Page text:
The best way I can think to describe this is - Game of Thrones, Friends and Mother Goose have a love child.There's a lot going on, it can be a little hard to keep track of all the characters, but there's enough familiarity and humour so that you really don't mind the moments of confusion. And actually I just realised that a much better comparison is Once Upon a Time in comic book form...and now I really want to actually sit down and watch all of OUAT, I only ever made it through the first season and then got bits and pieces of the rest.

Is there such a thing as too many characters when you're mashing multiple stories together like Willingham does in Fables? What's your favourite classic fairytale? Have you read any of Fables?


  1. I have heard so many good things about Fables in the past, but somehow I had completely forgotten they existed! Great choice!

  2. If it's like OUAT then I will love it. You HAVE to watch it, I'm only up to Series 4 myself but it's amazing!

  3. Lauren, I love that you always pick something I've never even heard of! Your posts are always such a surprise and it makes me happy. (I don't like predictable. :p) And I love that your pick sounds just as dark as the original tales! I love it! (I think it's the only retelling that's a crime novel. How cool!) I'm actually really excited to read this one, if I could just find somewhere to pick up a copy. I've never heard of this before.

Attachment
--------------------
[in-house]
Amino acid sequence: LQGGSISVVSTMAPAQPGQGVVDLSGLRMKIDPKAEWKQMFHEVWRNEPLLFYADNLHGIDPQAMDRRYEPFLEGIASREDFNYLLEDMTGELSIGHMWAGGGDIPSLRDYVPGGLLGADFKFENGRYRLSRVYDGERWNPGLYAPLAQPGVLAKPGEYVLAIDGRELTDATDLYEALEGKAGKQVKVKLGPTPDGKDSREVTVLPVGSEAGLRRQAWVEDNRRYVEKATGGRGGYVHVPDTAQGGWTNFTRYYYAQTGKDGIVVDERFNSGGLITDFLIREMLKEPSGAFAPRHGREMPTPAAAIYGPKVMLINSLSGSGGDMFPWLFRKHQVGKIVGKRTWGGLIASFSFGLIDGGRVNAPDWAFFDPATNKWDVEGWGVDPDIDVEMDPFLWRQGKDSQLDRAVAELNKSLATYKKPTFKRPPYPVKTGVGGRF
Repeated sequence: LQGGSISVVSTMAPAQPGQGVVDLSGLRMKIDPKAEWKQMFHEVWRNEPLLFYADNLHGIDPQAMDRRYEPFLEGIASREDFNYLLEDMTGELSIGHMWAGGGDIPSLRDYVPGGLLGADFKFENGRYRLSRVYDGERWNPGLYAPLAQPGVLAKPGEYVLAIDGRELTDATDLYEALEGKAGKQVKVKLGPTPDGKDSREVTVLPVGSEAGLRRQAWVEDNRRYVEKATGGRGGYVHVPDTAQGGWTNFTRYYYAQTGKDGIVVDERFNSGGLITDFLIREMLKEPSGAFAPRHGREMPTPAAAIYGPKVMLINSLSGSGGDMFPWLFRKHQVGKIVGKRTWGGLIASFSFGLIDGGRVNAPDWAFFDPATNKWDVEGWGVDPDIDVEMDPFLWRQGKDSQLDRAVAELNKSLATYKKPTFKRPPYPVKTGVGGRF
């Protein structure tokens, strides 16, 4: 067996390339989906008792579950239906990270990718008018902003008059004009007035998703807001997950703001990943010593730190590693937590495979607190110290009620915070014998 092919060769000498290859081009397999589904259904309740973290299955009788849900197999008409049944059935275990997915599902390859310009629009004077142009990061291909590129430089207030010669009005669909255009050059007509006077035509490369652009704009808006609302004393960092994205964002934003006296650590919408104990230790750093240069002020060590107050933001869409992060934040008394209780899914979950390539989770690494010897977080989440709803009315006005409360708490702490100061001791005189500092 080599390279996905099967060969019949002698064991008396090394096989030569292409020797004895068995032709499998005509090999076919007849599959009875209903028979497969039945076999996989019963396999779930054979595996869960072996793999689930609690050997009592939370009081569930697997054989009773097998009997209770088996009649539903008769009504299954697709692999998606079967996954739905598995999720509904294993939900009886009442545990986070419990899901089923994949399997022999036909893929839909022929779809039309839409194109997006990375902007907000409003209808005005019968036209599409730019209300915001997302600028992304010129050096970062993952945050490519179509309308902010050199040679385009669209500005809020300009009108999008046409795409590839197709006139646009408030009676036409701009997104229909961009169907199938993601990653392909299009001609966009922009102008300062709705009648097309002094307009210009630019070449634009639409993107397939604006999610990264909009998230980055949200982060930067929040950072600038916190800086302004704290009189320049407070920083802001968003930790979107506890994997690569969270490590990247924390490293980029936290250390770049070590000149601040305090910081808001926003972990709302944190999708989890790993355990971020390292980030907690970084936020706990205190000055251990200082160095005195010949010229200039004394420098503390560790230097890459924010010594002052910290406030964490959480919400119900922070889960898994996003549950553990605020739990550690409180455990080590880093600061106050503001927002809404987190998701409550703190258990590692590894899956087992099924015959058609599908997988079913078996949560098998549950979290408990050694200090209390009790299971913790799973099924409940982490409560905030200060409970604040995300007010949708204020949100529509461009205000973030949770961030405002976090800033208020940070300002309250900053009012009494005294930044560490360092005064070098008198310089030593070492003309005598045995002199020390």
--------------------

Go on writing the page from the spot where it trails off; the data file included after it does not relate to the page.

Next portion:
Wait wait! It's not even a novel, but a graphic novel! Woman, you are just blowing all the rules this time. Hahaha! But I think it's awesome because you're offering up a book no one has likely heard of before and that's a huge aspect of Calendar Girls!

    Oh! I was totally thinking OUAT as well. I think I got through like... season 3 or 4, but the plot became really bad and they started just introducing a ton of characters like they didn't know what to do anymore. That's about when I dropped out, but maybe it would be worth it to try and re-watch it. I think it's still going. Maybe it got better again?? o.O

    Wow! It's so awesome that you took a class where you got to read fairy tales. That sounds like a lot of fun. I got to read one of the Grimm Fairytales in front of my German class (in German. :p) It was so nerve-racking, but I loved it! And I love how dark the original ones are, too. It's because they weren't meant to be stories, but cautionary tales. They had purpose. Now, these fairytales are converted for entertainment and hope. (Hope is what we live on nowadays instead of fear. Woman, have times changed.)

  4. Woa this retelling sound edgy and cool! I'll definitely be adding it to my TBR. Thanks for sharing Lauren, and thanks for sticking with Calendar Girls all of this year :D